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Our trip today takes us to Sweden, for a nice coffee break to enjoy a Swedish Semla Recipe. That is a semi sweet sandwich, flavored with cardamom, stuffed with almond paste, cream and a small amount of custard. Their taste is really delicate, cardamom aromatizes the loaf but not in an excessive way and goes well with marzipan. The custard is not much, I chose to try and offer you a recipe that provided for it, but they can also be prepared without. The cream makes it fresh and helps to blend all the flavors. they are usually served with a sprinkling of icing sugar.
They are really beautiful and good desserts in their simplicity, remember the Italian Husbands. They can be accompanied by coffee and tea, even if in Sweden traditionally they are eaten mostly soaked in hot milk or completely immersed in the cup and eaten with a spoon. The semla recipe presents variations in neighboring states. For example, in Fillandia where they are called Laskiaispulla, they are served with raspberry jam instead of almond cream. In Denmark however, it is prepared with puff pastry, stuffed with cream, jam and then glazed.
The History of the Swedish Semla
The origin of this traditional Swedish dessert dates back to around 1541. Like many cakes with such an ancient past, it was a privilege for people of the upper class and of the monarchy. They were and still are considered a carnival dessert, even if today they are eaten all year round. In the past, however, they were eaten the day before the Lent, because it is a very rich dessert. The name semla derives from the German “semmel” which is a derivation of the Latin word “semilia” which means semolina term which was used for bread.
The most relevant curiosity about semlor (semla in the plural) is that in the year 1771 he was accused of murder by the Swedish population! The reason for this serious accusation was due to the death of the Swedish king Adolf Fredrik. After a very abundant dinner the king decided to “finish” the meal by eating 14 semla. Shortly thereafter he died of a stroke. Although it was proved, a slice of the population blamed the dessert and they tried to abolish Shrove Tuesday and also the production of the dessert itself.
Despite this unfortunate event, the Swedish sweet semla has survived becoming very popular across the country. It’s consumed all year round and not only during the Fika, the Swedish coffee break, but also at other times of the day.
But now let’s see how to prepare the Swedish Semla recipe step by step!
Semla Recipe with Pastry Cream
Dough for Loaves
- 150-200 g Manitoba Flour + another 55
- 40 g Butter melted
- 125 g Milk
- 20 g Caster Sugar
- ½ Egg slightly beaten
- ½ tsp Baking Powder or baking powder
- 12 g Fresh Yeast or 6 g dry yeast
- 1 tsp Cardamom
- 1 pinch Salt
- ½ Egg slightly beaten
- 255 g Milk
- 3 Yolks
- 65 g Caster Sugar
- ½ tsp Custard Powder optional
- 25 g Potato Starch
- 60 g Marzipan
- 1 tbs Milk
- 250 ml Fresh Cream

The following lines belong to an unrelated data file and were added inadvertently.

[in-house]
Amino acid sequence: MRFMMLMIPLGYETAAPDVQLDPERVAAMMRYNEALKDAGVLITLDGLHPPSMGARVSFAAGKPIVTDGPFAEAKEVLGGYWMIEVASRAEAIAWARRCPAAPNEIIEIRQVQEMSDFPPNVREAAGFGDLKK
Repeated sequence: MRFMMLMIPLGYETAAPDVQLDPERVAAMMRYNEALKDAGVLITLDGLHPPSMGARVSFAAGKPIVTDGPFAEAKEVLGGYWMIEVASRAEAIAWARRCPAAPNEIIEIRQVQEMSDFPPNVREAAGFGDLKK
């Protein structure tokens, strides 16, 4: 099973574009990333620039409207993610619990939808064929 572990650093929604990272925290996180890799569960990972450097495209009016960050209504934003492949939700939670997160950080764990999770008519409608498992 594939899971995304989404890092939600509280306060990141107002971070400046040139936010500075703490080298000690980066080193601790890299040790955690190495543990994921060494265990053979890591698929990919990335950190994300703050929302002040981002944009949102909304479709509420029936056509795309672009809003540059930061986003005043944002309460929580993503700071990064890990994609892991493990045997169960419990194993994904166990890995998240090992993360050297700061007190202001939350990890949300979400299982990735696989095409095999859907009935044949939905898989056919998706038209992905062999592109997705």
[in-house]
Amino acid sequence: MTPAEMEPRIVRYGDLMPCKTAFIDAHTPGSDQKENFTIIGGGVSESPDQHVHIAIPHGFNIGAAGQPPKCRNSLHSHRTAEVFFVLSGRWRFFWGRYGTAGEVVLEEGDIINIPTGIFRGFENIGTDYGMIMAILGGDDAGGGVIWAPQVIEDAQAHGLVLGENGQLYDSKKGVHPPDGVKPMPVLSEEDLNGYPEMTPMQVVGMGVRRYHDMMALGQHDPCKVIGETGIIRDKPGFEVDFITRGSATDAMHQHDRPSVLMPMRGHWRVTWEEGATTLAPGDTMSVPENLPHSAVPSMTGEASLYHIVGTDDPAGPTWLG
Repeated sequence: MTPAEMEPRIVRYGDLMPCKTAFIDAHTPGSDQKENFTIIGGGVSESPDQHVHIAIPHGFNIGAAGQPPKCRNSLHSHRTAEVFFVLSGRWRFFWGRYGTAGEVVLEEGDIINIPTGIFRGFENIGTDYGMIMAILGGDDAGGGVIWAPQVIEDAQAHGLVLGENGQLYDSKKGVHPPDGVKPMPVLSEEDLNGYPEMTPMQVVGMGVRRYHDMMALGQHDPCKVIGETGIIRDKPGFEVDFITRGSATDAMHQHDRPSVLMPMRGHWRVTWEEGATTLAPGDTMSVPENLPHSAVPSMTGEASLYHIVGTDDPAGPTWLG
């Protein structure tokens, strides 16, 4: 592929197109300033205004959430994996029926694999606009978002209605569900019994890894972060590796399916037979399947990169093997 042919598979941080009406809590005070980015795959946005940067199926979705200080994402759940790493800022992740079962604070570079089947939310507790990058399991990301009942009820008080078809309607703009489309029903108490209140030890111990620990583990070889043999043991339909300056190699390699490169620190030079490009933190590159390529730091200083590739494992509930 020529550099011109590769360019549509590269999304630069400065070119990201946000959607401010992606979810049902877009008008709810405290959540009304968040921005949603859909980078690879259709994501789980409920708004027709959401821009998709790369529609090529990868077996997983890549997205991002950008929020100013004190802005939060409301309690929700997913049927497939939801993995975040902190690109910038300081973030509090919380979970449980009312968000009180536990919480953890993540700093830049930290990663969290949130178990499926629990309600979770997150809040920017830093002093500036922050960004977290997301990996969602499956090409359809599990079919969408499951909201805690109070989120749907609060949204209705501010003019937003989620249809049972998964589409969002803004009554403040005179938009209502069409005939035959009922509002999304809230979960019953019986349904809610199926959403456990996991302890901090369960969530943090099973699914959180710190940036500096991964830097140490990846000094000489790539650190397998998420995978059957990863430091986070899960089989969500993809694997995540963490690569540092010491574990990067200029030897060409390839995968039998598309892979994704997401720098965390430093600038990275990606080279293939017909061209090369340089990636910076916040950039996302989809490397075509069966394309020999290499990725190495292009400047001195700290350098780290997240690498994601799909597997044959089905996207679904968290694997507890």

- 1 tsp Vanilla Extract
- to taste Icing Sugar
- Melt the butter and add the milk to cool it (37 – 38 ° C). Add and dissolve the fresh yeast and sugar. You can knead with the planetary mixer or by hand but you will have to knead longer.
- Add half the flour, salt, baking powder, ground cardamom and 1/2 beaten egg to the milk. Stir well until all the ingredients are well mixed.
- Add the flour little by little, until you get a slightly sticky dough. Knead for at least 5 minutes in the mixer. If you like dough you will have to do it longer.
- Leave to rise in a warm place for 30-40 minutes or until it is doubled in volume.
- After the first leavening, pour the dough on a floured surface and knead it for a few minutes, if necessary add more flour. Divide the dough into 6 equal parts and create 6 balls with a uniform appearance, cover them and let rise for another 25-30 minutes.
- Heat the oven to 200 °C.
- Brush the loaves with the rest of the beaten egg and bake them for 8-10 minutes. Check them out because they brown quickly.
- Once cooked, take them out of the oven and cover them with a damp kitchen towel, so that they remain soft on the surface.
- Heat the milk. In another saucepan large enough to contain milk later, work all the other ingredients for the cream.
- Pour the hot milk a little at a time into the eggs while continuing to stir. Put the saucepan on the heat and cook the cream while continuing to mix. As soon as it starts to make the first bubbles, turn off the heat. Stir again for a few seconds and leave to cool.
- Cut the "lid" of the loaves, remove the crumb and set it aside.
- Add the marzipan and the milk to the crumb, mix until a homogeneous mixture is obtained. Fill the bottom of the loaves evenly.
- If you have also made the custard, divide it equally for each loaf. Whip the cream with the icing sugar and put it in a pastry bag with a star nozzle. Fill the loaves with cream, and put the pasta lids back on. Decorate with icing sugar. Keep them in the fridge.